It’s been six weeks since I’ve been in a city, which might explain why I’m totally flabbergasted by all the cars in the middle of the afternoon. Where could this many people possibly be going? Then I realize–Oh yeah. This many people actually live here.
The population of Anchorage is about 350,000, the largest of any city in the state and about half the population of all of Alaska. Fairbanks has 150,000 and Juneau around 30,000. From there, numbers drop drastically.
Once you leave the city limits you can head north into the interior, hit the Matanuska-Susitna glacial valley, or the fjords of Price William Sound pretty quickly—two other areas that hold this naturalist’s interest as well. But for now, I’ll keep it urban by focusing on two major land features in Anchorage that always strike me: upland forest and tidal mudflats. In Barry Lopez’s Home Ground, author John Keeble defines an upland forest in the following way:
Upland seems to have been a nautical term, referring in general to the country lying away from the sea, or to the interior and higher part of a landmass, perhaps far from coast. The gradient from coastline to upland may be sudden, as it is with the Chugach Range and its spruce forests of south-central Alaska, or gradual in the extreme, as in localities along the Gulf Coast…Differing weather and soil conditions, and differing levels of exposure to the “elements,” produce upland forest growth distinc from that of the lowlands…
All of which goes to explain why I can be strolling in the park downtown and see this:
[Chugach Mountains, downtown Anchorage]
Then walk along the Coast Trail a few blocks away and see this:
[Puny example of tidal mudflats]
It doesn’t look like much, but these mudflats are a mere sampling of the vast expanses of mudflats that follow the Turnagain Arm and much of Alaska’s Cook Inlet. It’s easy to think that on a dry day, one could stroll the beaches or lie in the sun. Not so. These mudflats mean business, as Home Ground contributor Stephen Graham Jones explains:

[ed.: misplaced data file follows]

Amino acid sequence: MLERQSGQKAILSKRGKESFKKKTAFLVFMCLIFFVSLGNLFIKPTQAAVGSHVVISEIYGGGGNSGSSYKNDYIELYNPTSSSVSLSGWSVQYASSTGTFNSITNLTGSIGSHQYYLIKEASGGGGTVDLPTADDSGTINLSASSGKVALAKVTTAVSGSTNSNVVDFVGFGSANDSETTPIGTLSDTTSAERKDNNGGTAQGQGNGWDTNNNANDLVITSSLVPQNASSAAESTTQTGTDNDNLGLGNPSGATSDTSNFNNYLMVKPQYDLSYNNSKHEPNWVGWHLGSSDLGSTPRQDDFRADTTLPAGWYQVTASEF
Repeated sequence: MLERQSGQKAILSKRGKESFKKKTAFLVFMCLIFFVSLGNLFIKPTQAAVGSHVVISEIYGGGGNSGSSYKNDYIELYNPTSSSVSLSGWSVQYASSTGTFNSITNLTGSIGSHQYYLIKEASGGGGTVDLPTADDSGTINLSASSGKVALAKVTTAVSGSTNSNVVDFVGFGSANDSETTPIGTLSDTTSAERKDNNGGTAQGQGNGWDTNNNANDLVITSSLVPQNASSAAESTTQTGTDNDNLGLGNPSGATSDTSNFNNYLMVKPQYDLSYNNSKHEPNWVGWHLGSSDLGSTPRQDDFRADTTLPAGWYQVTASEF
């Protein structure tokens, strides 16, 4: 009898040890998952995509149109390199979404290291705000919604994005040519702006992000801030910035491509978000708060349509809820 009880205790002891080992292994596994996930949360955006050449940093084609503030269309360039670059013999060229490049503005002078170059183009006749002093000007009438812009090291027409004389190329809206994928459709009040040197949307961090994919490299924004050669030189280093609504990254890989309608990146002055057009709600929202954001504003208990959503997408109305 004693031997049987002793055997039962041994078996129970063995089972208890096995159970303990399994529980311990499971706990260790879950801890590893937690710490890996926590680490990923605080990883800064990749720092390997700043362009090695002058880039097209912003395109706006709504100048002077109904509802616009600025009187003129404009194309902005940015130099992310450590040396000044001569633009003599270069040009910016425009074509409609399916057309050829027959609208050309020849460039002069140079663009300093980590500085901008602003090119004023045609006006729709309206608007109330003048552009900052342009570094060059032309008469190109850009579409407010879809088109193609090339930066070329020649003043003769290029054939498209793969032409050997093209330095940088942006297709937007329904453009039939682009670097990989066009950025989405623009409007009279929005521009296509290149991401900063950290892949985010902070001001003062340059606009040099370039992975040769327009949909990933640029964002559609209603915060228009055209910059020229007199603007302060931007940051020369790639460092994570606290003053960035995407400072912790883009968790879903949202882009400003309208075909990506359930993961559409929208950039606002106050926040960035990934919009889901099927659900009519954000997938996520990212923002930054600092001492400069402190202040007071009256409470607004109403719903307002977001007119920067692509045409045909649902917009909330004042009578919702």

A mudflat along a coastline is a level area of fine silt continually exposed by low tide, never quite drying out before high tide returns; it’s usually associated with or sheltered by coastal estuaries, sand pits, shingle bars, barrier islands, or cheniers…In either case—fluvial or marine—a mudflat is characterized simply by a big, flat, often bad-smelling expanse of mud, one that, because it strands insects and small animals, tends to draw birds (though in the case of Olympia, Washington, the local mudflat draws Evergreen College’s graduating seniors for a nude race)…A marine mudflat stays wet year-round, sometimes even—as happens in Alaska—trapping the occasional person in a suction grip while water steadily rises. The trick in that circumstance is to run a stick or handle down your leg and move it sharply to the side, allowing enough air in to break the suction. And then take your stick with you, for the next step.
[View of downtown Anchorage from Coastal Trail. The college friend I’m staying with lives right in the heart of those tall buildings bathed in morning light.]
I went on a 20-mile bike ride this morning, following the Coastal Trail south along Knick Arm, past Bootlegger’s Cove and Point Woronzof, all the way out to the “Sports Park”—a series of dense, interwoven mountain biking trails and a Disc Golf course, among other things. For me, it wasn’t so much about these offerings as it was the views along the way.
[On the left side of the bike path, a lovely stretch of boreal forest glitters in the morning light. I love the crisp greens and yellows, just barely past the peak of fall. I seem to be staying in a perpetual state of autumn, hitting the far north White Mountains and tundra at their peak, cruising into Denali for the peak of the quaking aspen, and re-entering Anchorage where the leaves are still hanging on.]
[Views to the right look across the inlet toward the epic, almost hard to believe, Alaska Range in the distance. It’s hard to think I was there just yesterday!]
Tomorrow: Onward to my friend’s “vacation home” in Girdwood and a day hike in the Chugach Mountains!